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What is DTV?
DTV stands for digital television. The only real difference between digital TV and analog television is the manner in which programs are broadcast. Analog television is broadcast in the same way radio frequencies are sent out. This means that analog TV broadcasts are prone to interference. If you are "mature" enough to recall pre-cable television days, you have certainly experienced this type of interference. It often presented itself as staticky "snow" on the screen in place of the show you were trying to watch, or ghostly figures in the back or foreground of the TV broadcast. Also, with analog television, the audio and video are transmitted separately. This makes analog broadcasts more prone to lose its sound or its picture due to frequency interference.
Digital television is broadcast in the same way your computer receives data over the Internet. Bits of information are sent from a transmitter to a receiver, which would be your DTV or an analog television with a digital converter. This means that both audio and sound (as well as text, such as subtitles or closed captioning) are all sent to your television together. DTV is more of an all-or-nothing type of broadcasting. Either you have clear video and audio or you have nothing at all. However, because of the manner in which DTV is transmitted you will likely experience fewer outages in conjunction with better clarity and sound.
Once television stations switch to broadcasting only digital television, analog TVs will no longer be able to receive broadcasts without a special device that acts as a receiver. If you are uncertain whether you have a DTV, some factors that can help you make a determination. If you have an older TV, chances are it is analog. Almost every television manufactured prior to 1998 is analog. Most TVs produced in 2004 and later do have digital tuners, and by law all televisions sold after March 1, 2007 have to be DTVs. Another way to find out if you are ready for DTV is to look for labels on your television. If there are any markings that say the TV has a digital tuner or receiver, or "HDTV," you will glide right through the transition.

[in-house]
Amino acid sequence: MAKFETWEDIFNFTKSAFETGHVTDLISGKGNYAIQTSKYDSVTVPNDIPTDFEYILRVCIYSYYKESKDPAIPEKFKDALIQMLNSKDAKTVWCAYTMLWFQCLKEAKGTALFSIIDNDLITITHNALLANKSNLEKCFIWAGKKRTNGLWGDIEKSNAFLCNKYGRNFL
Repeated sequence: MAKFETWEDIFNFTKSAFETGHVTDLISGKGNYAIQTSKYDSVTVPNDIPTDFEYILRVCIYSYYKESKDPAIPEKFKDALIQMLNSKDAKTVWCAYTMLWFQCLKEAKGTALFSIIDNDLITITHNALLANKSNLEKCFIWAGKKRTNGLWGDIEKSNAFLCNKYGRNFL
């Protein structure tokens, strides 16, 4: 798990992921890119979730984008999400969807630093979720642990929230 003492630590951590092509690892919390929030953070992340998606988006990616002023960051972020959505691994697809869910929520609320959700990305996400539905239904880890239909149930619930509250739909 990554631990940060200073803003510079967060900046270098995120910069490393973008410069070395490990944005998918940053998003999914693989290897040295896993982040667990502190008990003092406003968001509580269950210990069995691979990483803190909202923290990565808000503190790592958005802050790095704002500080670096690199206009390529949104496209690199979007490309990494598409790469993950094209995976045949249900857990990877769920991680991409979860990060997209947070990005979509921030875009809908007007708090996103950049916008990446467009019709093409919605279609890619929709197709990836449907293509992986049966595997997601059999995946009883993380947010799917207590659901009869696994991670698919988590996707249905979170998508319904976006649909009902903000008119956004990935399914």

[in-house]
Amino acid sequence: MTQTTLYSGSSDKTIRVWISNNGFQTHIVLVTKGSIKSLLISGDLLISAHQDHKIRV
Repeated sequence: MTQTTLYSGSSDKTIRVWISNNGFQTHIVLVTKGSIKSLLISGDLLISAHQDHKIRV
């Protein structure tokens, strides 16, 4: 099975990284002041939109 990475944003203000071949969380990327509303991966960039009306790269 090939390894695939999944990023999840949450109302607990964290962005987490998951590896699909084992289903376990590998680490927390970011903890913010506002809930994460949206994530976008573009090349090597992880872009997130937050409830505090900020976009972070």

Speaking of HDTV, read on to learn what it is and what the difference between HDTV and DTV really is.
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What is HDTV?
While the acronyms are very similar, the definitions of DTV and HDTV are a bit different. While DTV is digital television, HDTV stands for high definition television. HDTV produces a picture that is precise, clear and highly defined. Viewing a program or movie in high definition means more vivid colors, sharper images and even a better view of subtle nuances. Also, while HDTVs are capable of receiving DTV broadcasts, not all televisions that are DTV-ready are high definition sets.
Certain television programs and even entire stations are now broadcast in high definition. If you have an HDTV, you enjoy the added sharpness and clarity in the picture. If you have DTV but not a high definition television, you will be able to receive the broadcast, but without the added benefits you would enjoy with an HDTV. In other words, it will be TV as usual.
Unless you have an HDTV-ready television, that is. Yes, as if it were not confusing enough, there is one more type of TV to throw into this mix. An HDTV-ready TV is one that does not have a built-in high definition tuner, but it does have the capability of displaying programs in high definition. If you have an HDTV-ready television and are connected to cable or satellite programming that broadcasts in high definition, you can enjoy the benefits of viewing in high definition. In addition, HDTV-ready television sets are typically DTVs as well.